Switch off and just let this book sink in, and you’ll have a good read of glorious prose on your hands. Maya is an Indonesian trying to find her place and role, burrowing through dreams, breaking mirrors and getting lost in weird twists and turns of images. It’s a strange, sensual, slow-paced novel that weaves through a montage of emotional and poetic visions as Maya tries to figure out where exactly she’s supposed to end up, moving through her family’s past and her own imaginary realities.

Book cover of The Book of Jakarta edited by Maesy Ang and Teddy Kusuma

The Book of Jakarta: A City in Short Stories edited by Maesy Ang and Teddy W. Kusuma

These ten short stories are all about Jakarta, the capital of Indonesia – for now. Climate change is sinking Jakarta so drastically that Indonesia has announced plans to relocate its capital. These stories unveil Jakarta in its chaotic glory as the center of Indonesia’s most important moments: the scene of protests, violence, flooding, anti-Chinese prejudice and more. But they focus on personal dramas of friendship and family, and many of them have a rich and distinctive sense of humor – a favorite was a darkly tongue-in-cheek story about capitalism’s toll on an older community.

Content Warnings for Xenophobia, Sinophobia, Sex Work, Racism, Violence, Sexual Assault, Suicide.

Book cover of This Earth of Mankind

This Earth of Humanity by Pramoedya Ananta Toer translated by Max Lane

This Earth of Mankind is the first book in the Buru Quartet, a series that follows a Javanese boy named Minke as he struggles in the oppressive web of Dutch colonialism, fueled by his love for a girl named Annelies. Toer is a national icon who has been censored and imprisoned several times throughout his writing career, first by the colonialists and later by Indonesian governments for decades, for challenging established structures and emphasizing discrimination and inequality.

Content warnings for racism, xenophobia, death, emotional abuse, rape, misogyny, incest.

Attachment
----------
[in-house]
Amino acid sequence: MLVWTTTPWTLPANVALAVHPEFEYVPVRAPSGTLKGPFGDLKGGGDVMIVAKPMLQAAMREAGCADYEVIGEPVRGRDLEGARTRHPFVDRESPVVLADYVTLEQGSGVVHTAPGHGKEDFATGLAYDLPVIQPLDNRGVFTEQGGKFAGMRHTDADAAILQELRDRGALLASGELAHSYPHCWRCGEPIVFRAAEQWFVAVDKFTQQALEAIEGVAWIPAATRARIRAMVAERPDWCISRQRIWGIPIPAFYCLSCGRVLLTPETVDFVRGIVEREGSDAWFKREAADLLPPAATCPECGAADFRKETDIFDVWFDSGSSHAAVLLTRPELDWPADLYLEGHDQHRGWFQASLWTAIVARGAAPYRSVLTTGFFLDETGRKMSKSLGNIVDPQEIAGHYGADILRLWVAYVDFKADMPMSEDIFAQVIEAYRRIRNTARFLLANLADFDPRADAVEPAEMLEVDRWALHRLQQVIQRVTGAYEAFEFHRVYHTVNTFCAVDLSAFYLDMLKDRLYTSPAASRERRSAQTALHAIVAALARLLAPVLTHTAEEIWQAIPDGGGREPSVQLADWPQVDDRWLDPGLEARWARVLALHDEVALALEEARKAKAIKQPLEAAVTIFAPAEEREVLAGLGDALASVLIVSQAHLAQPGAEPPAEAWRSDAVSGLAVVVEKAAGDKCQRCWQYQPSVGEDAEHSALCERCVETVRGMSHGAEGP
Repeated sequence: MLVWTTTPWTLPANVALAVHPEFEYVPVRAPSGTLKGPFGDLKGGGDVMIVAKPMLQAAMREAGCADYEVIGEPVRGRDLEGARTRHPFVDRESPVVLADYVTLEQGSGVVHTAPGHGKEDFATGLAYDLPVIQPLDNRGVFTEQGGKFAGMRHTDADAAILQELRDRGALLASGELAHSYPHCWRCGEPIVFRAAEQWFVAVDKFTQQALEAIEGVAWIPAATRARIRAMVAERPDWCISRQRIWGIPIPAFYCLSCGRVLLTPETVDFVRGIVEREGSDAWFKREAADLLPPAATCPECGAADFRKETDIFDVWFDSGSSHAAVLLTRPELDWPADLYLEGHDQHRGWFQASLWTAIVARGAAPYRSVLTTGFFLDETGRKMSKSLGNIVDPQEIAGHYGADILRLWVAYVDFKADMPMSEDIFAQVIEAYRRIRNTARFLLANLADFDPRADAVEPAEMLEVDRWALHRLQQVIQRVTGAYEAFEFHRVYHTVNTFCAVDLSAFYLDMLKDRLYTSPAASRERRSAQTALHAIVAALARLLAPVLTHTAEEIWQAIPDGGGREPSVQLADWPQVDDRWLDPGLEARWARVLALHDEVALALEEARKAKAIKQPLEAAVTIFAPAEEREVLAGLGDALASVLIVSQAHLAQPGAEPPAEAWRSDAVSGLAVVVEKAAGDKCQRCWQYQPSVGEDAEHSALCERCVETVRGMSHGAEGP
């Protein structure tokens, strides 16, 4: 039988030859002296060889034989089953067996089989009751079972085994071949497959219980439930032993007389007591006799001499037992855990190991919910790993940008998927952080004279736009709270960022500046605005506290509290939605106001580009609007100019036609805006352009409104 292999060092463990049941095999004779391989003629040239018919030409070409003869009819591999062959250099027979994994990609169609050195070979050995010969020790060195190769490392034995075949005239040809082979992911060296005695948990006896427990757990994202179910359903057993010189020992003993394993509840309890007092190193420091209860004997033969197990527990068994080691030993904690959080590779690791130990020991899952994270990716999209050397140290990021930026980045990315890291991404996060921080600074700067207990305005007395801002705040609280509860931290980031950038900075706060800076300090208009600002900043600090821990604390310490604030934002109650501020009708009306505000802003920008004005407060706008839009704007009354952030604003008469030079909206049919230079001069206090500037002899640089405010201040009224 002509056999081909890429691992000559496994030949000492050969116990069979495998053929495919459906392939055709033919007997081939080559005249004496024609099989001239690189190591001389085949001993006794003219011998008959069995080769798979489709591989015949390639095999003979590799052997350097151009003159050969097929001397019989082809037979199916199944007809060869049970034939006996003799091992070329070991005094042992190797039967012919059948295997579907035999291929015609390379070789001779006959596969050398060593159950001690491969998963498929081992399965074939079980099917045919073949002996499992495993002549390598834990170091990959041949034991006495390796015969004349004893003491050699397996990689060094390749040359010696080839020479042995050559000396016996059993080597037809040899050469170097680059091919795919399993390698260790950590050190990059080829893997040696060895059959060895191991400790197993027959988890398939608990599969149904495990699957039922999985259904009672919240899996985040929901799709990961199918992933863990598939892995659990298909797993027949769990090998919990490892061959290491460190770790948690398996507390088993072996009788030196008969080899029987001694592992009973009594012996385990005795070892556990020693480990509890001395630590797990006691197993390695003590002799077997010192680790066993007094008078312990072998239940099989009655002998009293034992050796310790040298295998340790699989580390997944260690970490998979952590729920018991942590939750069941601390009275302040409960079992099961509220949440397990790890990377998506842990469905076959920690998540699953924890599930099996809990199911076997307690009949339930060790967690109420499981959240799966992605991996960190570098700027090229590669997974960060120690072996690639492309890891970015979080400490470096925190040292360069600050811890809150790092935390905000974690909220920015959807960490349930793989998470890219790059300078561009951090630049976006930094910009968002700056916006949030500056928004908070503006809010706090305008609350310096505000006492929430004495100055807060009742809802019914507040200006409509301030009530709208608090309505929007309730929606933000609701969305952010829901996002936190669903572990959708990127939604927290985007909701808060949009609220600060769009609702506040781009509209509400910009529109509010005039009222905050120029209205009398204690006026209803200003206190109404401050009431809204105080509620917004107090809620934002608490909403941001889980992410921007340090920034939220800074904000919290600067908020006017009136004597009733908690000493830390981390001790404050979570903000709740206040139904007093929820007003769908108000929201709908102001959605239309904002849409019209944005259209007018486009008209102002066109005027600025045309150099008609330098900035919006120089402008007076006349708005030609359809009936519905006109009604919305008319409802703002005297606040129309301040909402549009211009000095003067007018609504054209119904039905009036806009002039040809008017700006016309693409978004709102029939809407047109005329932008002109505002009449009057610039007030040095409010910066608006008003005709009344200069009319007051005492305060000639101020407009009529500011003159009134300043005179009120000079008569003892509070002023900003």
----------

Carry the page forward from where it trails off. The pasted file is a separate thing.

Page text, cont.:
Book cover of Home by Leila Chudori

Home by Leila S. Chudori, translated by John H. McGlynn

This historical epic fiction revolves around Dimas Suryo, a man forced to flee Indonesia after the 1965 government crackdown and a spate of violence against the specter of Communism. He and his fellow citizens have to cope with the alienation and homesickness that comes with exile from their homeland. Years later, in the late 90s, his daughter Lintag decides to go to Indonesia to do her graduation film and explore family history. It’s a great deep dive into the twists and turns of Indonesian history, written by Chudori, a prominent journalist.

Content warnings for torture, misogyny, sexual assault, domestic and emotional abuse.

Book cover of The Years of the Voiceless

The Years of the Voiceless by Okky Madasari translated by Nurhayat Indriyatno Mohamed

Marni is a stubborn woman who works as a moneylender and worships the spirit in traditional ways that clash with the ideas of her daughter Rahayu, who is learning Islamic values ​​at school and doesn’t understand why her mother has to resist change as she has . This novel is steeped in the suspicion and paranoia that accompanied the military crackdown, torture, and search for communists and sympathizers of the 1960s. It’s a compelling book about a complicated mother-daughter relationship and the oppressive power structures that subsume it.

Content warnings for misogyny, religious prejudice, violence.

Apple & Knife book cover

Apple & Knife by Intan Paramaditha, translated by Stephen J. Epstein

In this collection, Paramaditha writes dark fairy tale inspired stories, strange, dark, gory, dealing with the anger, revenge and contempt of women. A woman recalls a story told to her as a child by a blood-seeking monster while wondering if menstrual blood is really that shameful; a man tries to find the mythical Queen of the South Seas, dissatisfied with his wife; A man gets sucked into a rich woman’s monstrous, manipulative BDSM-like games. These stories are filled with men trying and ultimately failing to possess women, power turned on its head, women reclaiming flesh, lust and blood.

Content warnings of body horror, sex/period shaming, self-harm, sexual harassment and physical harm as well as mention of fatphobia, suicide, institutionalization.

Looking for more works in translation? Check out these books from Catalonia, Japan, Southeastern Europe, Argentina, Central Africa, Japan, Ukraine and Germany, as well as books translated from Arabic, Modern Greek and French. Or you can check out all of our in-translation content.

If you have recommendations or requests for future lists of books in translation, or if you want to let me know about a book I missed, please let me know on twitter!